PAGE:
Studying racial bias in police shootings
HOUSTON – Houston area activists are disputing the results of a Harvard study regarding officer involved shootings.
The study, authored by Harvard economics professor Roland Fryer, found no evidence of racial bias in police shootings. Fryer looked at data from thousands of incidents across 10 large police departments in California, Florida and Texas. He found officers were no more likely to shoot at non-whites than they were at whites.
Thursday morning, the Greater Houston Coalition for Justice held a news conference to dispute the findings. “We know we have problems here in Houston between the police department and the minority community,” said Richard Farias.
Activists cited various reports that show there is in fact a great disparity between the number of non-whites and whites getting shot by police officers.
“The killings and all the wrongful arrests made in this city are just not appropriate and should not be happening,” Farias said.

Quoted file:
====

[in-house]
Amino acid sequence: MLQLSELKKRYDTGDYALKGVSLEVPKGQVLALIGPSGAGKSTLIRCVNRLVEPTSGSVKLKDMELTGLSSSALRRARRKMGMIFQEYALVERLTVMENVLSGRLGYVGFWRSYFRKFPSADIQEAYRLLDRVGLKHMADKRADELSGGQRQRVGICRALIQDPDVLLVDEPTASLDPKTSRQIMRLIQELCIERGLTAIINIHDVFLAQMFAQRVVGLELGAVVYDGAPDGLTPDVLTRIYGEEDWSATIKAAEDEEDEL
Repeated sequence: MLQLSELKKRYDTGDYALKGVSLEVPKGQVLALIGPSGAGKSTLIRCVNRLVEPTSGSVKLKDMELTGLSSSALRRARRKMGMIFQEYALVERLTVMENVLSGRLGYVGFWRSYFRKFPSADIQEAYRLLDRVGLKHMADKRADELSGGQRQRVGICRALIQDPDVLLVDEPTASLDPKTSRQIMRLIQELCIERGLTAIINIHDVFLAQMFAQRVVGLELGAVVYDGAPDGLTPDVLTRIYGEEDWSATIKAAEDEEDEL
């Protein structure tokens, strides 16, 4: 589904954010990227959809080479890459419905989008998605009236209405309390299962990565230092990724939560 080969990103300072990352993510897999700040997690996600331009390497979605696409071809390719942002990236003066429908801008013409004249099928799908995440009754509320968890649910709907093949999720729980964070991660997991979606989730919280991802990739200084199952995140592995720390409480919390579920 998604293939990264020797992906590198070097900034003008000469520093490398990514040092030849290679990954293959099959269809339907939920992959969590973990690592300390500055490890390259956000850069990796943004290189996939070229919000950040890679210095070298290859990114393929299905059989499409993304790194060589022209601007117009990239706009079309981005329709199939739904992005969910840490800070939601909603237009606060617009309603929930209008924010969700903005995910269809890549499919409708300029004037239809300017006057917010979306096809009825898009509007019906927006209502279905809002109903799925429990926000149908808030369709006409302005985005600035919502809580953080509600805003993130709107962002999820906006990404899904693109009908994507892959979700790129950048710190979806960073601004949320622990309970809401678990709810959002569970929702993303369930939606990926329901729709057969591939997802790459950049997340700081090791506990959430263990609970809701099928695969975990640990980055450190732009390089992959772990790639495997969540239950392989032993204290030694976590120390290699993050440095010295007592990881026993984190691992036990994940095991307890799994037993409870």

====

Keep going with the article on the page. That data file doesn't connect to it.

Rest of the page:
They also pointed out a lot of the data from the study comes from police reports, where details of certain incidents may have purposely been concealed by officers.
“We have to be willing to make some changes. We can't deny what has happened,” said David Atwood, of the Greater Houston Coalition for Justice.
The group is calling for the creation of an independent review board for officer-involved shootings in Harris County.
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